TGFBR2 is an established tumor suppressor in several human malignancies [26, 27], however, its role in ccRCC is unclear, although its downregulation has long been observed in ccRCC [30, 31]. The TGFBR2 gene is localized at chromosome 3p24.1 where LOH is widespread in ccRCC . Intriguingly, the TGFBR2 LOH does not affect its expression (Fig. S8), indicating that other regulatory mechanisms are more important. In the present study, we provide strong evidence demonstrating TGFBR2 as the direct target of GABPA: (i) GABPA knockdown and over-expression down- and up-regulates TGFBR2 expression, respectively; (ii) GABPA knockdown and over-expression inhibits and stimulates TGFBR2 promoter activity, respectively; moreover, the GABPA binding motif mutation leads to a dramatic reduction in the basic TFGBR2 promoter activity, indicating a key effect of GABPA on TGFBR2 transcription; (iii) The ChIP assay shows the occupancy of GABPA on the TGFBR2 promoter. Similar results were also obtained from the analysis of ChIP-seq databases. TGFBR2 exhibits a tumor suppressive function in ccRCC and attenuates TGFβ response. Consistently, GABPA depletion significantly inhibits the response of ccRCC cells to TGFβ treatment, which includes diminished SMAD2/3 phosphorylation and increased MYC expression, while reduced CDKN1A expression. These TGFβ downstream effectors consequently result in altered proliferation and invasion of ccRCC cells.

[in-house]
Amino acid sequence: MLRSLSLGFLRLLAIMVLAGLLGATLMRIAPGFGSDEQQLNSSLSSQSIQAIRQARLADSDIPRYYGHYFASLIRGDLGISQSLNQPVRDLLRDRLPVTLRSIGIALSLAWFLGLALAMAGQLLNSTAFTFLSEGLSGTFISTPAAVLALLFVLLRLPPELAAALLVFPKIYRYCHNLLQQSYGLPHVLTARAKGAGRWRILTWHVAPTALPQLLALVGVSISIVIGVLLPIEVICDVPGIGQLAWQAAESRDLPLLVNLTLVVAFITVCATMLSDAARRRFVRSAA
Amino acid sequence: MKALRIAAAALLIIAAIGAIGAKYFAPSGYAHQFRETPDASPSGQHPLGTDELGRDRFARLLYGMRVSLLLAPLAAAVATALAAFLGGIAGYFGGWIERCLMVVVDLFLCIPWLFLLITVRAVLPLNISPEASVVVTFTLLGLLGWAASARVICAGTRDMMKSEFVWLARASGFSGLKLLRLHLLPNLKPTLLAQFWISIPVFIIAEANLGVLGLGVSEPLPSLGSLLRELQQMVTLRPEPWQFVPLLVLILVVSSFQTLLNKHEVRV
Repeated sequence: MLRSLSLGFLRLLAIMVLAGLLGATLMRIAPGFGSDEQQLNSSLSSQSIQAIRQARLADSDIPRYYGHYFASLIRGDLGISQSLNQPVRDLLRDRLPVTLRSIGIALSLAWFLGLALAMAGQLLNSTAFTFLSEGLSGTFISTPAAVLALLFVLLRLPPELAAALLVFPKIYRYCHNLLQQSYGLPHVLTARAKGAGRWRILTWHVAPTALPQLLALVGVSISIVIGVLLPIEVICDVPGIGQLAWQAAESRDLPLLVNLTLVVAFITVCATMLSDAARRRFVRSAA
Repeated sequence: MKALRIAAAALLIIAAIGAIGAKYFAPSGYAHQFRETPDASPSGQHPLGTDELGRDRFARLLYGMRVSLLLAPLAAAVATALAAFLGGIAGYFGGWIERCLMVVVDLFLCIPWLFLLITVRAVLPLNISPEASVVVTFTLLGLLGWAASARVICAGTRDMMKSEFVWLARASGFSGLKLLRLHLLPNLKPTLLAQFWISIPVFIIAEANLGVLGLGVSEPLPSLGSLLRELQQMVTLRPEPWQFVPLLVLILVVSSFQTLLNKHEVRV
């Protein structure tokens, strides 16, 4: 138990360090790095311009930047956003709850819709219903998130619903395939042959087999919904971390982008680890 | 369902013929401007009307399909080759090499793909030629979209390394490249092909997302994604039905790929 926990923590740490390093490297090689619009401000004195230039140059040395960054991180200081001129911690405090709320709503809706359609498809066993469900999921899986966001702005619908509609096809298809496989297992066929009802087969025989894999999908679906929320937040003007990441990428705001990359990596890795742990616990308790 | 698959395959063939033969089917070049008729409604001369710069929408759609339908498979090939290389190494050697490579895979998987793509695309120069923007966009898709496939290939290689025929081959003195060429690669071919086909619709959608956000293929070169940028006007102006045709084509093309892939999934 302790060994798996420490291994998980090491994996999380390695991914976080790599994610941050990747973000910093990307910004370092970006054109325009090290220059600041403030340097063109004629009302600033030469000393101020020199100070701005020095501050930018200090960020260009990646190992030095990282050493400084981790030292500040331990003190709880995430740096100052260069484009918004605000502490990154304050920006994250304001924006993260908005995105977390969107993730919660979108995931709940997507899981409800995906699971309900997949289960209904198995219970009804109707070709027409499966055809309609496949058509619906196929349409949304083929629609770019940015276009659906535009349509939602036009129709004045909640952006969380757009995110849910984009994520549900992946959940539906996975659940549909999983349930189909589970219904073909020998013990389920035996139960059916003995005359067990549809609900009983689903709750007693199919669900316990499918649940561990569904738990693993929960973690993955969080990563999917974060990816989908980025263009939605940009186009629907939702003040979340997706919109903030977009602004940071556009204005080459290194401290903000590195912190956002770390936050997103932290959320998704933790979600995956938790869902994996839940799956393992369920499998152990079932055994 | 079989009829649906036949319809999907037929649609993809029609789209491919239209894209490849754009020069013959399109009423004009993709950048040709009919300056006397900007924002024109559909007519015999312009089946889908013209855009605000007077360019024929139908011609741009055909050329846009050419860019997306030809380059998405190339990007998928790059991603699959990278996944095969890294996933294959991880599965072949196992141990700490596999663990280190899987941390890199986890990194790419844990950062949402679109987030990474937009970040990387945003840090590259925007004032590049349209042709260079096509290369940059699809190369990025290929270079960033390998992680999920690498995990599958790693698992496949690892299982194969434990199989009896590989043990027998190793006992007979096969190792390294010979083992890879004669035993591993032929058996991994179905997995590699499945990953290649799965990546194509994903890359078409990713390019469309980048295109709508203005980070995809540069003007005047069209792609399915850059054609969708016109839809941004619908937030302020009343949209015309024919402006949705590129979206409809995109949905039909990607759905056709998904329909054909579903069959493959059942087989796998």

2-HG exists as two isoforms including L-2-HG and D-2-HG, and both and α-KG can be converted with each other by specific enzymes . Isocitrate dehydrogenases (IDH1/2) and MDH1/2 or LDHB catalyze α-KG into D-2-HG and L-2-HG, respectively, whereas D2HGDH and L2HGDH oxidize D-2-HG and L-2-HG to α-KG . Gain-of-function of IDH mutations occurs most frequently in low-grade glioma, cartilaginous tumors, intrahepatic cholangiocarcinoma, and certain hematological malignancies; and thus, the accumulation of D-2-HG occurs in these tumors . In contrast, IDH mutations are rare in ccRCC . Instead, loss of L2GHDH or gain of MDHs and LDHB is widespread, which leads to the generation of excess L-2-HG [10, 12, 22]. In addition, pseudohypoxic phenotype-mediated metabolic reprogramming may also contribute to increased L-2-HG [32, 33]. α-KG is a co-substrate for α-KG/Fe(II)-dependent dioxygenases, while L-2-HG acts as an α-KG antagonist to competitively inhibit α-KG/Fe(II)-dependent dioxygenases among which are the TET family of 5mC hydroxylases . The diminished TET activity subsequently results in aberrant DNA methylation in ccRCC . Our findings demonstrate a causal relationship between GABPA hypermethylation/gene silencing and L-2-HG accumulation; the GABPA hypermethylation is coupled with reduced 5hmC, demonstrating impaired TET activity by L-2-HG in ccRCC cells. Of note, ectopic L2HGDH expression or MDH2 and LDHB depletion robustly increased 5hmC, but only inhibited the methylation of cg08521263 moderately. Likely, the demethylation of other CpGs at the GABPA loci synergizes with the demethylated cg08521263 to promotes GABPA expression. Indeed, there exist other 14 CpGs at the GABPA loci, and 12 of them are largely unmethylated, while the rest two CpGs (cg00106744 and cg21890848) are methylated at low/intermediate levels in tumors. Further studies are required to thoroughly elucidate the role of L-2-HG-mediated methylation in inhibiting GABPA expression. In addition, we recognize the global effect of both 5-AZA and L-2-HG on DNA methylation and 5hmC levels, and specific approaches such as dCas9-TET combined with GABPA promoter targeting have been planned to address these issues in our future studies.